How does this apply to the transformational group leader? We must always be observing and listening to our people as we assess their spiritual condition. When our groups meet we should never be in “code white”. Think about it. Most leaders live in code white: relaxed and unaware. But leaders, and those they lead, are always under potential attack from the enemy. Our response to the lives of those we invest in must be in correlation to their current situation.
For example, a member of our group announced she would find out the results of a biopsy in the middle of our meeting. We could have responded by telling her we would pray for her and that we were all concerned, and then move on into the lesson. Transformational group leaders understand that moments like these must be addressed and that the meeting as normal must end. We must press into these instances and get beyond surface level relationships. Our group stopped the lesson, and we asked her to explain the situation fully. We gathered around her and we prayed for her. We sought scripture that we could share to help comfort her and provide peace in the midst of this major health challenge. By truly listening and observing, we went beyond a typical response. This is the key to being a transformational group leader.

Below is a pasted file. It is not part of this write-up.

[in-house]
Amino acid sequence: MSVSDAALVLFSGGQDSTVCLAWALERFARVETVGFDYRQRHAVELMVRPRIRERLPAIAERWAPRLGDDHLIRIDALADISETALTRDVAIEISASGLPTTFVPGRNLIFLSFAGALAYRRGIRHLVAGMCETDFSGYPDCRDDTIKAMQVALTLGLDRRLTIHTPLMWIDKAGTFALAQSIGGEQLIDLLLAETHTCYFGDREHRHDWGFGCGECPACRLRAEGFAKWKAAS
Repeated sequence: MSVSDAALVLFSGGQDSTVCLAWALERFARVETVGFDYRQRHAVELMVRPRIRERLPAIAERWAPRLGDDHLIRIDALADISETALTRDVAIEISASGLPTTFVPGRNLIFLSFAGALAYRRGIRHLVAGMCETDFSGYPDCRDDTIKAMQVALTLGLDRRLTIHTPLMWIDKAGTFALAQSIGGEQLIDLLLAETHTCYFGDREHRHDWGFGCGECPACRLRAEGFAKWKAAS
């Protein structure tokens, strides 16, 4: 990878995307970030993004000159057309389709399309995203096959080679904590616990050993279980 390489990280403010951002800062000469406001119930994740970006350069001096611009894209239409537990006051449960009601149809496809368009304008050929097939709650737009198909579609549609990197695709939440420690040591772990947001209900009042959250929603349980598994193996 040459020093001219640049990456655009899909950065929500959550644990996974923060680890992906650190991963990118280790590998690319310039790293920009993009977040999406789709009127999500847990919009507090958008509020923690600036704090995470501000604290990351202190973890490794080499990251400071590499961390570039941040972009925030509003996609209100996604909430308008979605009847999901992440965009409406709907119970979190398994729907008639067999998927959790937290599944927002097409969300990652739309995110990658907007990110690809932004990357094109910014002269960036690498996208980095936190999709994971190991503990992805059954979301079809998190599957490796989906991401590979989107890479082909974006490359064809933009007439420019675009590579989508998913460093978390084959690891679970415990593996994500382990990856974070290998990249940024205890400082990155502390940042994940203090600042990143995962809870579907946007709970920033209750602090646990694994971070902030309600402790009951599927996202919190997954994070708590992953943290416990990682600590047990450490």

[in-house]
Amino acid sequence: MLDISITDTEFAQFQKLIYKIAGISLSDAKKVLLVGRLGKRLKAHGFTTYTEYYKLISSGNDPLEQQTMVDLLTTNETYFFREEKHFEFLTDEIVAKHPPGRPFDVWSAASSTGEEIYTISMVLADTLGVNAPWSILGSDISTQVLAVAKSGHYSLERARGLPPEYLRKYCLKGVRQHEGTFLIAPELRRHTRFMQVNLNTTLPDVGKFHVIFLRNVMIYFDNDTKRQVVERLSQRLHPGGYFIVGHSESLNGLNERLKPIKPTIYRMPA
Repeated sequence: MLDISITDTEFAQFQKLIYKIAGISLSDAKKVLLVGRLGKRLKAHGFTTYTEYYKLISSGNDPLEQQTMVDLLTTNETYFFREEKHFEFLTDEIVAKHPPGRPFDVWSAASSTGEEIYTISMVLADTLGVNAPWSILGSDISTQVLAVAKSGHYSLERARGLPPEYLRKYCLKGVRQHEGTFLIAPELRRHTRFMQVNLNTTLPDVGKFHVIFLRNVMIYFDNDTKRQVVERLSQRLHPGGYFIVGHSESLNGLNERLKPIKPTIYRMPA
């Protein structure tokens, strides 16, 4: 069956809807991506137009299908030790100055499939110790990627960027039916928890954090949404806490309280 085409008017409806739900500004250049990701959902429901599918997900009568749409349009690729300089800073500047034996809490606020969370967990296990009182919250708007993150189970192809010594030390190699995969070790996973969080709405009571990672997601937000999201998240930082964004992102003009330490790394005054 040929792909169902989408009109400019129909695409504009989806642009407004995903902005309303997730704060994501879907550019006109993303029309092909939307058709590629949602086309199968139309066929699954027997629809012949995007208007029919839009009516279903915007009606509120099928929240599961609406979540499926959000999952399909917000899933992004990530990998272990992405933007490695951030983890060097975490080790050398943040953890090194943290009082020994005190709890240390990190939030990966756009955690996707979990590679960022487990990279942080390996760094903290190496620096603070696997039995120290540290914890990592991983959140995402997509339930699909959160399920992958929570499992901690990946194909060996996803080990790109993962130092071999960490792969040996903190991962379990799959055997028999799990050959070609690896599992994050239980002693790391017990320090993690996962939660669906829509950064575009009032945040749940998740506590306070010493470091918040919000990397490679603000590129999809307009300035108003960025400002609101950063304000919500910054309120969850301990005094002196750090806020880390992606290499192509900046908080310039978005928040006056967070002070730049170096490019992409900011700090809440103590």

Let’s look at the 1 Peter 5 passage again. This time let’s examine the whole context in verses 6-11: “Humble yourselves, therefore, under the mighty hand of God, so that he may exalt you at the proper time, 7 casting all your cares on him, because he cares about you.9 Resist him, firm in the faith, knowing that the same kind of sufferings are being experienced by your fellow believers throughout the world.10 The God of all grace, who called you to his eternal glory in Christ,[e]will himself restore, establish, strengthen, and support you after you have suffered a little while.[f]11 To him be dominion[g]forever.[h]Amen.” (CSB)
Watch how each of these verses helps us grow in the area of focusing as a group leader:
- Verse 6: Humility: we don’t have all the answers.
- Verse 7: Rest and find comfort in Christ.
- Verse 9: Resist the enemy through faith. God is in control.
- Verse 10: God will restore, establish, strengthen, and support you.
We must be observant of the lives of those in our groups and we see how the Scripture clarifies the results of this kind of Biblical alertness.
But we also must be listeners as leaders. Listening more than speaking. One tip I give every leader I train is this: Let there be silence. Sometimes an awkward amount of time is required. But without it, some may never speak up. Silence is the training wheels of a good deep discussion. Think about it, we can’t know God more unless we are willing to listen to Him (His Word). We can’t know our people more unless we listen to them.One tip I give every leader I train is this: Let there be silence. Sometimes an awkward amount of time is required. But without it, some may never speak up. Silence is the training wheels of a good deep discussion. Click To Tweet
As group leaders, what we do may not seem like life and death, but it’s certainly critical to our people’s spiritual lives. What happens in the lives of those in our groups weekly could determine how they grow, how they handle their marriage, how they deal with loss, and how they pursue Christ with their life. Let’s take it seriously and learn to observe and listen like their spiritual life depends on it. Focus is the first component of being a transformational group leader